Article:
The Food and Drug Administration has commissioned a review of its food and tobacco programs following public outrage over baby formula shortages and concerns about flavored nicotine products.
Dr. Robert Califf, the head of the F.D.A., said the agency had confronted issues that “have tested our regulatory frameworks and stressed the agency’s operations,” prompting the review announced on Tuesday.
The review will be conducted by the Reagan-Udall Foundation, a nonprofit affiliated with the agency. Its directors include nonprofit, academic, corporate and trade association leaders.
Congressional lawmakers have hammered the agency for its handling of the infant formula shortage, saying it was slow to heed a whistle-blower’s warning about the troubled plant and did not place a priority on food safety. For several years now, the agency has also been under scrutiny for what some have viewed as an inability to curb the teenage vaping crisis.
At a congressional hearing on Wednesday, Dr. Califf defended the agency but said there was still room to examine the structure, funding and leadership of its food safety division that had oversight authority of consumer goods like infant formula.
“We have the safest food in the world,” Dr. Califf told members of the Senate Appropriations subcommittee. “Every expert I’ve talked with — the C.D.C. monitors this carefully — said that our food is as safe as it’s ever been. So to say it’s not working is, in my view, just incorrect. That doesn’t mean it can’t be a lot better and that there aren’t major problems. So, you know, that’s why we’re doing this top-down review and plan to make significant changes.”
Dr. Califf said that the country’s food system was being challenged by supply chain problems and climate change and that it could better embrace the revolution in technology.
The agency is also seeking an examination of its tobacco division and enforcement operations as it faces “an increasing number of novel products that could potentially have significant consequences for public health,” according to an statement. They included highly potent cannabis products, including vapes, that are being tied to addiction and psychosis in teens.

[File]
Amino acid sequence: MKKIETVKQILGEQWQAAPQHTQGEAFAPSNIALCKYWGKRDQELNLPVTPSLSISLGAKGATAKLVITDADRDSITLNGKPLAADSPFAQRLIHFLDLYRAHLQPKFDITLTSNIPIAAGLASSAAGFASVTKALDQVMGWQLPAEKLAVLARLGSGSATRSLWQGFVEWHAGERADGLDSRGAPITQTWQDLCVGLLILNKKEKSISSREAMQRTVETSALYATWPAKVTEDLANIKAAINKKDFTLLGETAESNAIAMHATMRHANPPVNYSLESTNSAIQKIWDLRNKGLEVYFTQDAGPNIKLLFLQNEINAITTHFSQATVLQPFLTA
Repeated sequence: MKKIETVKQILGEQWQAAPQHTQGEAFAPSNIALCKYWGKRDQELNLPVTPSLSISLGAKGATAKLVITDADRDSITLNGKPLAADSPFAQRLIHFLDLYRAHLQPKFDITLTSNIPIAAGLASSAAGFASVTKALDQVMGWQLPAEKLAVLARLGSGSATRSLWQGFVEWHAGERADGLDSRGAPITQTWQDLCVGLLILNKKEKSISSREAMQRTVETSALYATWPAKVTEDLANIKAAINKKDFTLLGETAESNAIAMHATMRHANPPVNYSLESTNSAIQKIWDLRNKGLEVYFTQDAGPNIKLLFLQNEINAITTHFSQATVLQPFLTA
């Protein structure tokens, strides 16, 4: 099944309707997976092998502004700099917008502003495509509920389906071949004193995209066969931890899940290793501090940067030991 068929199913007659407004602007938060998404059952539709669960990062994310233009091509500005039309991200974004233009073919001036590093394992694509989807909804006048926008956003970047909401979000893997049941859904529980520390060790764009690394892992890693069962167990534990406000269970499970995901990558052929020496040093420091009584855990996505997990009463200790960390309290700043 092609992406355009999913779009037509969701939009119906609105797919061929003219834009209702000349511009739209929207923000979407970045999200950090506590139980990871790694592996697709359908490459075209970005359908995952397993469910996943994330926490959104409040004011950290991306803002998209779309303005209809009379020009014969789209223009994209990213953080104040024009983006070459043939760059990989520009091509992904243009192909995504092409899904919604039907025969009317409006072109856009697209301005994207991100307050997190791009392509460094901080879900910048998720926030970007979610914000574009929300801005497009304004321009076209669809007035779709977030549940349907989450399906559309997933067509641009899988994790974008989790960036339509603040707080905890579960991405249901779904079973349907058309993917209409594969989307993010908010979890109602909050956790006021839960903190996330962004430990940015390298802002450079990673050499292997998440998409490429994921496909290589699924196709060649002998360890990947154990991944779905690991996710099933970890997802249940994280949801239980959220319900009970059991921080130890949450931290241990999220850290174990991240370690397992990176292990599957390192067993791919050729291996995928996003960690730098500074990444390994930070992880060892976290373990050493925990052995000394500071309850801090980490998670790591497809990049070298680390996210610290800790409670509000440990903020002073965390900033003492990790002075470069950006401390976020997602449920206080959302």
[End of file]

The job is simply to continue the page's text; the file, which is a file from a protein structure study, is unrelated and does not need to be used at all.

Lawmakers and the public have been pressuring the F.D.A. to take action against makers of flavored synthetic nicotine e-cigarettes in flavors that appeal to young people. Congress gave the agency the authority to remove such products from the market in April, and enforcement powers kicked in earlier this month.
Yet, the agency has said it was reviewing the marketing applications of about one million applicants submitted by about 200 companies. It issued warnings to two companies, which were selling about 10,000 types of vape products without authorization.
Lawmakers and a group of physicians have urged the agency to act faster, though, with a group of Massachusetts General Hospital pediatricians and others calling for “swift action” as more teenagers become addicted to high-nicotine e-cigarettes.
The F.D.A. was caught off guard by baby formula shortages spurred earlier this year after it shut down a baby formula factory over quality and safety concerns. The agency had discovered a deadly bacteria called cronobacter sakazakii inside the plant, as reports began to emerge of infant deaths possibly tied to the bacteria.
Although the deaths were not definitively linked to the bacteria at the plant, the F.D.A. and the Justice Department entered into a consent decree with the manufacturer, Abbott Nutrition, to oversee process improvements at its Michigan formula plant.
Dr. Califf acknowledged that the F.D.A. had limited infant formula supply chain insight during Congressional hearings over the matter. The shortages frightened parents of young children and led to hospitalization of some children who were dependent on formula. Since then, the agency has allowed some foreign formula imports and announced changes to help overseas manufacturers gain access to the U.S. market.
Dr. Califf has promised a thorough review of the steps that led to the formula shortage.
The external review by the Reagan-Udall Foundation is expected to take two months.